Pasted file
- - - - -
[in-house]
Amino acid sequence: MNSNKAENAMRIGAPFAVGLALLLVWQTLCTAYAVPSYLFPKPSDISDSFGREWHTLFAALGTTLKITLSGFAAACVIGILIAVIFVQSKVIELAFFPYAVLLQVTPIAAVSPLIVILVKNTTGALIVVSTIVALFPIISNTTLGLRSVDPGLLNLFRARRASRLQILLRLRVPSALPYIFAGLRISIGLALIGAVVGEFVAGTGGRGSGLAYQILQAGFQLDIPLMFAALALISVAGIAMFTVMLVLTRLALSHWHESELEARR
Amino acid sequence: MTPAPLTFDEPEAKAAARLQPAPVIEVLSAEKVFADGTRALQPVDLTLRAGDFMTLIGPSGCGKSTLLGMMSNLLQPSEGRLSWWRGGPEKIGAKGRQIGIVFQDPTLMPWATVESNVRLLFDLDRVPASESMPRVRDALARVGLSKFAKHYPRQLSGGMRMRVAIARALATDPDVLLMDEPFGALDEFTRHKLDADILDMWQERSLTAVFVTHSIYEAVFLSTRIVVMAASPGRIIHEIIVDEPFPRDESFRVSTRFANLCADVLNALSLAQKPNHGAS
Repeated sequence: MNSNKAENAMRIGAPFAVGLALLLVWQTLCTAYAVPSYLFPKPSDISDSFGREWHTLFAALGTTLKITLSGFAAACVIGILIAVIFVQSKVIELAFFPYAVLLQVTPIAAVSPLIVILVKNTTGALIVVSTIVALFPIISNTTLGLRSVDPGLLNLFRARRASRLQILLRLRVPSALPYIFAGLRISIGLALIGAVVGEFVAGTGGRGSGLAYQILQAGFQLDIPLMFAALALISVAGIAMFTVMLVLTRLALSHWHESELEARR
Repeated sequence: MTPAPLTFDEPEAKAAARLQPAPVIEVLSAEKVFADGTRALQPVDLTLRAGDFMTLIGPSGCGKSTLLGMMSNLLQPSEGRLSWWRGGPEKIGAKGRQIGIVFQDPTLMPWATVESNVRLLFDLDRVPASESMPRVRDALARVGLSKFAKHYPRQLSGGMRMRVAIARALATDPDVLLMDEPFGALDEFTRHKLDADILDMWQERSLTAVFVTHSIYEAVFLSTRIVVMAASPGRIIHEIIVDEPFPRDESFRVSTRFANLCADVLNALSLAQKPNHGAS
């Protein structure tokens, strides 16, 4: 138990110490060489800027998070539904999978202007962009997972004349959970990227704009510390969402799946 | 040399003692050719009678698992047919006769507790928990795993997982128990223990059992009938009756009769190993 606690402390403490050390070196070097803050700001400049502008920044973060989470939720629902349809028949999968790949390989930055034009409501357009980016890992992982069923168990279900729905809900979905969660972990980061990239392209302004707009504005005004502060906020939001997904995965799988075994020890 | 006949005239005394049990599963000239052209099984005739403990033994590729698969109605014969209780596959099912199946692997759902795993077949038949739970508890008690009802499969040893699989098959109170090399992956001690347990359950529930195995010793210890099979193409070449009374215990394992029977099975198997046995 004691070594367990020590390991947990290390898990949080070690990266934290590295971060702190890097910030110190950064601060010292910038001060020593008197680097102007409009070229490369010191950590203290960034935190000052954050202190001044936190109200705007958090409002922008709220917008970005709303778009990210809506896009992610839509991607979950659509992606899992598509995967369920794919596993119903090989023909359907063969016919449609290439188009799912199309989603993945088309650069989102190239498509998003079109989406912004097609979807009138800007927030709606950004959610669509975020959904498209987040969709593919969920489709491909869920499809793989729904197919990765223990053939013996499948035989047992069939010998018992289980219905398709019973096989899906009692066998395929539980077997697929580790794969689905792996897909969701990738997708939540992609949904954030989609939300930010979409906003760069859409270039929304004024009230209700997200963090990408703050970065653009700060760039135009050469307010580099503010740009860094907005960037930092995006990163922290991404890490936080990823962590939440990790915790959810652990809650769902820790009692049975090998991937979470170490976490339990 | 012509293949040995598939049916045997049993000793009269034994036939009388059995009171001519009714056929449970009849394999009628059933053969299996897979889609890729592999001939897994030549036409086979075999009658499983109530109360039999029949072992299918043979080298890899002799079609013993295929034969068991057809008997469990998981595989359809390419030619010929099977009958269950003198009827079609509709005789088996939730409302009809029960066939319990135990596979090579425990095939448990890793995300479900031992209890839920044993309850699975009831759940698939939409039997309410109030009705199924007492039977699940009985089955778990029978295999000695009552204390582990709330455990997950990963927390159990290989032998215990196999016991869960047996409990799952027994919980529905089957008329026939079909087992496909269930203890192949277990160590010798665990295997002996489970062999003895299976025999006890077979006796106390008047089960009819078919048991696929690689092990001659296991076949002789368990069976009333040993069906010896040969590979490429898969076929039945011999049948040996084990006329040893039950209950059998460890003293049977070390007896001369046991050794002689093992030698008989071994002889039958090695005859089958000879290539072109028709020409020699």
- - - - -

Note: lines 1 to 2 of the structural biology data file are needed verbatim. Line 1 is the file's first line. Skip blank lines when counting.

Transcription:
[in-house]
Amino acid sequence: MNSNKAENAMRIGAPFAVGLALLLVWQTLCTAYAVPSYLFPKPSDISDSFGREWHTLFAALGTTLKITLSGFAAACVIGILIAVIFVQSKVIELAFFPYAVLLQVTPIAAVSPLIVILVKNTTGALIVVSTIVALFPIISNTTLGLRSVDPGLLNLFRARRASRLQILLRLRVPSALPYIFAGLRISIGLALIGAVVGEFVAGTGGRGSGLAYQILQAGFQLDIPLMFAALALISVAGIAMFTVMLVLTRLALSHWHESELEARR